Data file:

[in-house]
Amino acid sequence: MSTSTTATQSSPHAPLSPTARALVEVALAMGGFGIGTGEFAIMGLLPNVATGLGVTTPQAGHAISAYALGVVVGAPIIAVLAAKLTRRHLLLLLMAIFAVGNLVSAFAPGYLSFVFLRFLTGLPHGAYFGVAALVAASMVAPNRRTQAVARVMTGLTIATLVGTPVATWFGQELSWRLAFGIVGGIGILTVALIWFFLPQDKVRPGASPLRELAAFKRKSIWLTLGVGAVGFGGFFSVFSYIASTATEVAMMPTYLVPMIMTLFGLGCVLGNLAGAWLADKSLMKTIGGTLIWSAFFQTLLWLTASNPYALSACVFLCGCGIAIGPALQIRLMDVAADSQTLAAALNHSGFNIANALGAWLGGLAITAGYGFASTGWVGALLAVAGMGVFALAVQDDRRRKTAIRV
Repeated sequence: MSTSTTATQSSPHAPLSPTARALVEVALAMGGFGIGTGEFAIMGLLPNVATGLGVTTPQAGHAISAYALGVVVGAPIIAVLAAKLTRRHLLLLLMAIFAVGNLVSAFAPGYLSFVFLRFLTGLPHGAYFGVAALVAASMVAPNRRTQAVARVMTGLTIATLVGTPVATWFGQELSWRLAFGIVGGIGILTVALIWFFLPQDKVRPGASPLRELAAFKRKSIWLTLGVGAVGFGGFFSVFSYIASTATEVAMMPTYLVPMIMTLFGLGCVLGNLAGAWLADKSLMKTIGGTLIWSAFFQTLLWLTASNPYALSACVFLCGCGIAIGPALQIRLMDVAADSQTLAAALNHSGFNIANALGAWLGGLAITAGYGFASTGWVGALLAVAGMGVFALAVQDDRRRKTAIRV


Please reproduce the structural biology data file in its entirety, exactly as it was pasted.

[in-house]
Amino acid sequence: MSTSTTATQSSPHAPLSPTARALVEVALAMGGFGIGTGEFAIMGLLPNVATGLGVTTPQAGHAISAYALGVVVGAPIIAVLAAKLTRRHLLLLLMAIFAVGNLVSAFAPGYLSFVFLRFLTGLPHGAYFGVAALVAASMVAPNRRTQAVARVMTGLTIATLVGTPVATWFGQELSWRLAFGIVGGIGILTVALIWFFLPQDKVRPGASPLRELAAFKRKSIWLTLGVGAVGFGGFFSVFSYIASTATEVAMMPTYLVPMIMTLFGLGCVLGNLAGAWLADKSLMKTIGGTLIWSAFFQTLLWLTASNPYALSACVFLCGCGIAIGPALQIRLMDVAADSQTLAAALNHSGFNIANALGAWLGGLAITAGYGFASTGWVGALLAVAGMGVFALAVQDDRRRKTAIRV
Repeated sequence: MSTSTTATQSSPHAPLSPTARALVEVALAMGGFGIGTGEFAIMGLLPNVATGLGVTTPQAGHAISAYALGVVVGAPIIAVLAAKLTRRHLLLLLMAIFAVGNLVSAFAPGYLSFVFLRFLTGLPHGAYFGVAALVAASMVAPNRRTQAVARVMTGLTIATLVGTPVATWFGQELSWRLAFGIVGGIGILTVALIWFFLPQDKVRPGASPLRELAAFKRKSIWLTLGVGAVGFGGFFSVFSYIASTATEVAMMPTYLVPMIMTLFGLGCVLGNLAGAWLADKSLMKTIGGTLIWSAFFQTLLWLTASNPYALSACVFLCGCGIAIGPALQIRLMDVAADSQTLAAALNHSGFNIANALGAWLGGLAITAGYGFASTGWVGALLAVAGMGVFALAVQDDRRRKTAIRV